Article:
^ Quinxy

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Comments (3) Trackbacks (0)
  1. Hi, there, Mr. von Besiex.
    Interesting subject you choose for pigeon-holing the expenses you incurred due to choosing to own pets.
    I’m married now, and my wife has [basically] made the same choice.
    [Personally, I had made the opposite choice, because my dad had raised bird dogs,
    and I had experienced the results he had, as a side effect (similar to your 'future family').]
    I think that, oftentimes,
    we ‘accidentally’ ignore the incredible burden that politics brings to bear on such decisions.
    Most of us little realize that, the absolutely immorally high expenses are the real result of politics.
    Politicians have deduced that they can ‘allow’ some segments of ‘society’ to ‘take advantage’ of others,
    on the ‘moral’ basis of which is ‘needed’ more;
    businesses ‘need’ to make a ‘profit’ to continue providing the ‘services’ they ‘sell’.
    IF that business is one of those that have strong lobbies, like doctors, druggists, veterinarians,
    or the great ‘immoral’ drug or food manufacturers,
    then those ‘favored few’ can legally extort huge, immoral amounts of money from their victims,
    all w/ the ‘government’s blessings’. [All the while, even poisoning or killing their victims.]
    Many businesses can’t do this, because they have to remain ‘competitive’, in order to remain viable.
    Those ‘favored few’, like doctors and hospitals, for example,
    have ‘legal protection’ against such competition.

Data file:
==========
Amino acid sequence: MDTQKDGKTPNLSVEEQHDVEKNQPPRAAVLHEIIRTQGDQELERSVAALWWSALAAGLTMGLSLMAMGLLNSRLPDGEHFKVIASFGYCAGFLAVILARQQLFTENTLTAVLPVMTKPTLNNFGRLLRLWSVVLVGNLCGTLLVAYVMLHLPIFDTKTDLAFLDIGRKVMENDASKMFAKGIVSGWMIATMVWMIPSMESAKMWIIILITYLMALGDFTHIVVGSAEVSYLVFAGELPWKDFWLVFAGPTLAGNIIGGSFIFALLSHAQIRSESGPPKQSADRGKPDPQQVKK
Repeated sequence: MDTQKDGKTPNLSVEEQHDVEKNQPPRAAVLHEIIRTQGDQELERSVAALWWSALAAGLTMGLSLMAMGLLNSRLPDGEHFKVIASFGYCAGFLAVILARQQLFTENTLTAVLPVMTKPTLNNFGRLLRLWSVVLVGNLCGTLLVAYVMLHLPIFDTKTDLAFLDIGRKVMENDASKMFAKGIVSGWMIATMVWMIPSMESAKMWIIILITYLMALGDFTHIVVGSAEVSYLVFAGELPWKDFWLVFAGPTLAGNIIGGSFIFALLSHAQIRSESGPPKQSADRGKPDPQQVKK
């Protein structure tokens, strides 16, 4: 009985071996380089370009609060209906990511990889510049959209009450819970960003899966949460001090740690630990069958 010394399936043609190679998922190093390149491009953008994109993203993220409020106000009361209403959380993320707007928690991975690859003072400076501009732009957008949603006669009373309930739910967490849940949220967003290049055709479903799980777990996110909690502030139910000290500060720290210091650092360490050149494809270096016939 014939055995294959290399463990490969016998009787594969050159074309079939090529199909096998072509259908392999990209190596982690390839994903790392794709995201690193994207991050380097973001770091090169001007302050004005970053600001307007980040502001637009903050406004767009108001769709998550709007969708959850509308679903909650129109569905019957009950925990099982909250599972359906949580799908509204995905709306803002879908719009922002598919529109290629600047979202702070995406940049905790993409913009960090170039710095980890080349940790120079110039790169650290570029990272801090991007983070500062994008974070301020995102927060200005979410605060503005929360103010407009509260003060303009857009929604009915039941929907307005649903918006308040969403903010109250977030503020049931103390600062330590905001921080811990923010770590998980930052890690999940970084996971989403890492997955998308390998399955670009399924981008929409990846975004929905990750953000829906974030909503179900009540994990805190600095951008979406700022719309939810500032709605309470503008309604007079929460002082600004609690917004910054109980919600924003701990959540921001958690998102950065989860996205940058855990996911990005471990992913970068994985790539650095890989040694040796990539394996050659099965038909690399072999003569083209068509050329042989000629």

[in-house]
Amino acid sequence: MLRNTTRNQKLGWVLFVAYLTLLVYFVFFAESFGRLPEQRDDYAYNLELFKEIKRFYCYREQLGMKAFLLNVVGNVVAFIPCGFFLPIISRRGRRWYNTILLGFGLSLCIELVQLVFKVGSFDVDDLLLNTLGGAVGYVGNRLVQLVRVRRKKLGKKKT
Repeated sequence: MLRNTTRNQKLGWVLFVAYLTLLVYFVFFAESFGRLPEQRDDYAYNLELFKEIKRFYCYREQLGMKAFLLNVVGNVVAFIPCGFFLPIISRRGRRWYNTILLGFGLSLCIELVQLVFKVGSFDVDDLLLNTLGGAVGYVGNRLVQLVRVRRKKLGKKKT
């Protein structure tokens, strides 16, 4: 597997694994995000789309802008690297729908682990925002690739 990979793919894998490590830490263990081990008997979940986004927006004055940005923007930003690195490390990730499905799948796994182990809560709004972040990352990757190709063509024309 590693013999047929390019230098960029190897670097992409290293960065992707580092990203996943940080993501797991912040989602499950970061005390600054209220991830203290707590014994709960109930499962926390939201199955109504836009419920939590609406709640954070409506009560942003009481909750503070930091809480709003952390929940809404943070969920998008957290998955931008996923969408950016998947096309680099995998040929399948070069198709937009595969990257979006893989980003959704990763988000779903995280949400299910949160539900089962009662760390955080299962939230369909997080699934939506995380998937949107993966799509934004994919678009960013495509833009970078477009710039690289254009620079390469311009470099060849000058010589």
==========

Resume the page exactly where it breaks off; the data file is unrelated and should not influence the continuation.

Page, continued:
There are many such, that require a ‘government-issued license’ of some sort,
    to be able to open and to operate.
    Even barber shops and liquor stores have this ‘legal protection’ from competition.
    Its very much akin to the way the mafia ran[runs?] their ‘protection’ rackets,
    in that the ‘business’ pays fees to gain a measure of ‘protection’ from their competitors,
    and to be able to legally ‘extort’ huge ‘profits’ from their victims, in turn.
    All made [legally] possible by *YOUR* ‘elected officials’, and *YOUR* ‘tax dollars at work’!
    In my case, I had decided that,
    it being ‘immoral’ to spend the inordinate monies required for ‘moral’ pet ownership,
    that I would forego the benefits owning a dog, for the benefits of owning my money, instead.
    Alas, my wife has THREE dogs, w/ all the expenses tripled.

    Unfortunately, this situation will continue, until the God that you don’t believe in, rectifies it.

    Have a GREAT day, neighbor!

  2. sl0wj0n, here’s a simple solution to your dilemma: learn to be a vet yourself so you can take care of your own dogs. You won’t need to be officially licensed for that, and it’s obviously a trivial matter for you to learn the material as you don’t think it’s worth paying vets for the effort and skill that goes into their training. You should probably train to be a doctor too, while you’re at it, so that you can take care of your family – this would obviously be similarly easy and trivial for you. Then move to a country where you can give away your services without being licensed. Using reductio ad absurdum on your reasoning, one could go so far as to say that you are immoral if you *don’t* do all of this.

  3. 9000 dollars a year for owning a dog is way too much. I live in Romania and most people here earn half of that a year. I do not consider myself a 3rd world citizen. On the contrary – I own o house, a car , i have a dog myself… A dog needs food, shelter, love and sometimes medical care. My opinion is that you should travel a lot, because you could live for years with 45 grant in other countries. If you spend your money in the USA it’s like you never earned anything, you just borrowed and paid back.